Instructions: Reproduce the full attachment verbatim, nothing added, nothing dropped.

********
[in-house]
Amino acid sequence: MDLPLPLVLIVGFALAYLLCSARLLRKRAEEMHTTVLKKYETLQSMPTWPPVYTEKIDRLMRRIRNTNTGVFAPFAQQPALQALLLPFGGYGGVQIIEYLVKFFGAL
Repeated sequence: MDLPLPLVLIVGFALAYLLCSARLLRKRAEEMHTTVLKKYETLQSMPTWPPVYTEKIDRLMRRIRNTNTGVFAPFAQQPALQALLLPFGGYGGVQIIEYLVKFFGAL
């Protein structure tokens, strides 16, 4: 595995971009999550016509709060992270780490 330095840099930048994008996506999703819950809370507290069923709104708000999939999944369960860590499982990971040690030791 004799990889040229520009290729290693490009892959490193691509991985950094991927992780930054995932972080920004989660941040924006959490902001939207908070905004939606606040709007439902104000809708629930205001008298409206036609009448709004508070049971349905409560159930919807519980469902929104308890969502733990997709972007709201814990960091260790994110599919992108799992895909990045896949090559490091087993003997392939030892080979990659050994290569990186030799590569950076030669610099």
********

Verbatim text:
[in-house]
Amino acid sequence: MDLPLPLVLIVGFALAYLLCSARLLRKRAEEMHTTVLKKYETLQSMPTWPPVYTEKIDRLMRRIRNTNTGVFAPFAQQPALQALLLPFGGYGGVQIIEYLVKFFGAL
Repeated sequence: MDLPLPLVLIVGFALAYLLCSARLLRKRAEEMHTTVLKKYETLQSMPTWPPVYTEKIDRLMRRIRNTNTGVFAPFAQQPALQALLLPFGGYGGVQIIEYLVKFFGAL
């Protein structure tokens, strides 16, 4: 595995971009999550016509709060992270780490 330095840099930048994008996506999703819950809370507290069923709104708000999939999944369960860590499982990971040690030791 004799990889040229520009290729290693490009892959490193691509991985950094991927992780930054995932972080920004989660941040924006959490902001939207908070905004939606606040709007439902104000809708629930205001008298409206036609009448709004508070049971349905409560159930919807519980469902929104308890969502733990997709972007709201814990960091260790994110599919992108799992895909990045896949090559490091087993003997392939030892080979990659050994290569990186030799590569950076030669610099």